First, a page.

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Is Fed Fatigue About To Unwind?

September 5, 2014

This possibility is certainly showing in the chart of gold.

As can be seen, gold has been trading in a trying multi-month sideways trend that represents confusion, uncertainty and frustration on the part of investors. 

​It is a product, in my view, of the well-intended and ongoing actions of the Federal Reserve to offset the deflationary aspects of the credit and housing crisis that started as early as the summer of 2006. 

These epic efforts took shadow form in December 2007, strong form in late 2008 and extraordinary form in March 2009 on with the combined and unprecedented result including a prolonged period of zero interest rate policy and $4.4+ trillion of bond buying. 

​Now - and eight years after the housing market’s peak - the Federal Reserve has nearly wound down the last of its three formal bond buying programs known as QE3. It was yet another attempt to stir the animal spirits and grease the wheels of credit.

But in the wake of all of this unparalleled accommodation, the Fed is left not only with a ballooned balance sheet and continued zero interest rate policy but record low velocity of money. 

This means that money is not changing hands very quickly with the system stuck under a stagnant swamp of liquidity that is hindering the possibility of a true economic cycle and something that helps to explain why the economic recovery is so uneven. 

​Clearly, this is a challenging position for the Federal Reserve to navigate from but steer they do and quite well too – thankfully – using the best and probably only policy tool available at this particular point in time or that of communication. Having made the decision to retire its bond buying tactics – for now – and with rates near zero ahead of a possible rate hike, there are few ways the Fed can guide investors to move markets in such a manner so as to achieve its dual mandate.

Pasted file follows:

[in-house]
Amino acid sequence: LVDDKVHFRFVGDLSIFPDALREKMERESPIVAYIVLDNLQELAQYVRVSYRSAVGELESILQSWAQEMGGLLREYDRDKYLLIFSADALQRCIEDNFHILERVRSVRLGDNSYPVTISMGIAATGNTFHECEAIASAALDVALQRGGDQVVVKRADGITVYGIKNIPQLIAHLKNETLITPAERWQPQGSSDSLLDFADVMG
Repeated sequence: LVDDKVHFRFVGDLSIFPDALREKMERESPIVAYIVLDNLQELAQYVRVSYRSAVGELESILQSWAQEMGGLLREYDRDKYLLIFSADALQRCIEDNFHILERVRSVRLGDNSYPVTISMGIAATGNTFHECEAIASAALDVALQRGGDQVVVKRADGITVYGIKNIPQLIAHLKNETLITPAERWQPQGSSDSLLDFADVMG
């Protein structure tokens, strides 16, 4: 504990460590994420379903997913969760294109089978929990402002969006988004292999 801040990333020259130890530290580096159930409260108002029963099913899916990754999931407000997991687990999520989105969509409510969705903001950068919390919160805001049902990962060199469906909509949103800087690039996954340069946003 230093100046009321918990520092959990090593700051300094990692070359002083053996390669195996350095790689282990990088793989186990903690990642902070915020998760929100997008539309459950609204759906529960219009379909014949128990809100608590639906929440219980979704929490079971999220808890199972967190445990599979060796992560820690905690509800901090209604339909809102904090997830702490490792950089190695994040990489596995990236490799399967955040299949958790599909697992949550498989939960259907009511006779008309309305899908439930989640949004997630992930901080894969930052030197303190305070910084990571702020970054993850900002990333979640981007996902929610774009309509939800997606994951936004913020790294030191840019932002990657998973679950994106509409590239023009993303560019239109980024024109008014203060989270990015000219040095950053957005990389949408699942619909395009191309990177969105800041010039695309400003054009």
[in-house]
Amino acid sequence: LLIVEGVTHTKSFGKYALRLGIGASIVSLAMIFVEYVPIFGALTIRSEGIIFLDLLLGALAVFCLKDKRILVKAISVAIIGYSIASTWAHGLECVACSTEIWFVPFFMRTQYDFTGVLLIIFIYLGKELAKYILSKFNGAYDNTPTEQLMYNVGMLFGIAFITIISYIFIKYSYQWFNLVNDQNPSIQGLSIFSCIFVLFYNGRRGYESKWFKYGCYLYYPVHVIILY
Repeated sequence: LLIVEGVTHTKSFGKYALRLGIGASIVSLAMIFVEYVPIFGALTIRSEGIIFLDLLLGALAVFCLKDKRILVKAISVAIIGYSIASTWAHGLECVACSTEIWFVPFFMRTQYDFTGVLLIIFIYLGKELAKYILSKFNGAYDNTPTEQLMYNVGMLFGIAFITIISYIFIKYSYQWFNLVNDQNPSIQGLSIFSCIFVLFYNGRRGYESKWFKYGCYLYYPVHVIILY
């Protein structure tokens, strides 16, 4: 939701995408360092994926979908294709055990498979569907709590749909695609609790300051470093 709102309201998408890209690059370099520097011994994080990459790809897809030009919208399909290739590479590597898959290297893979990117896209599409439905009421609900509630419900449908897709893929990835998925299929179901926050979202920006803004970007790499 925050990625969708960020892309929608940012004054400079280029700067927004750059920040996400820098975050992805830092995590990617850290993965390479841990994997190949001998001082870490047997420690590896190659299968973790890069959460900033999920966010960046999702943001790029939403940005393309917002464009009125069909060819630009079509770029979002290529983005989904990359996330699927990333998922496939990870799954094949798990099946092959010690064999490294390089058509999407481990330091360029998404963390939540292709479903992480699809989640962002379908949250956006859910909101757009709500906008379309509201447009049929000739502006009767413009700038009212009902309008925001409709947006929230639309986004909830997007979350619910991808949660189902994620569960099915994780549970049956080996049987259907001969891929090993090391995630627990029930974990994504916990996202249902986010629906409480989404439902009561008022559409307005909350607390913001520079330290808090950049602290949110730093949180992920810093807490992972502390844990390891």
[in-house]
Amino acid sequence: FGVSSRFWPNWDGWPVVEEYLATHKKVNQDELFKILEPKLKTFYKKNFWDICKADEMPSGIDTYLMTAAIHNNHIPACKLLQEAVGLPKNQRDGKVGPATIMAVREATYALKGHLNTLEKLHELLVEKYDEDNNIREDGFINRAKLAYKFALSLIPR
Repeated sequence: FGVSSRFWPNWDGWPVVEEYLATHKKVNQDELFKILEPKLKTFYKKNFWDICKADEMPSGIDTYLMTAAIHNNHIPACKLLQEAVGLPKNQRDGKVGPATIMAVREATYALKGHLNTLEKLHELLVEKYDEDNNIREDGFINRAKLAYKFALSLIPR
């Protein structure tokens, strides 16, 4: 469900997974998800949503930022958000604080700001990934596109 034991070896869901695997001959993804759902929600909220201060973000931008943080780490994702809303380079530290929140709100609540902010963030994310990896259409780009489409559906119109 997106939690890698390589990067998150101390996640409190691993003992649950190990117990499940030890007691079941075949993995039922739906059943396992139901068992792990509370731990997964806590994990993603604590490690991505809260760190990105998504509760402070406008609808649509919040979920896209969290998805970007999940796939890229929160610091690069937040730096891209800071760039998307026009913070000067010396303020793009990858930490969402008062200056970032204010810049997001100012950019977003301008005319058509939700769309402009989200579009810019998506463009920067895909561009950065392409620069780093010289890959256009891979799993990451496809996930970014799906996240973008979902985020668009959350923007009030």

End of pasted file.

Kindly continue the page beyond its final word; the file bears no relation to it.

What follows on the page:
One way, however, is to lead an all-consuming interest rate hike conversation and one that accomplishes so much in doing so little. First, it implies that the economy is healthy enough to withstand a rate hike. Second, it is friendly to stock investors considering that the possible rate hike is in the indeterminate future. Third, it is flexible to economic conditions, and thus it need not expire. In short, it is all things the Fed needs a policy tool to be in these unusually uncertain times.

​After all, it has been under the gentle sway of subtle changes in language around possible rate hikes that stock indices have found new all-time highs in the face of a tapered bond buying program, geopolitical tensions and an uneven economy.

Clearly this seems more positive than not and it absolutely is. But – it is not without its share of consequences and something that takes us back to the chart of gold.

​Its sideways trend speaks to 16 months of up and down whipsaws that represent the aforementioned confusion and uncertainty first on months of taper talk and now on the unbelievably well-crafted interest rate conversation. Such a trading range is harmless alone, but it represents a contorted, tense, wound up marketplace and one that will return to “normal” when the range is breached. This inevitability happens when all of the pent-up energy is triggered on what is typically massive volatility.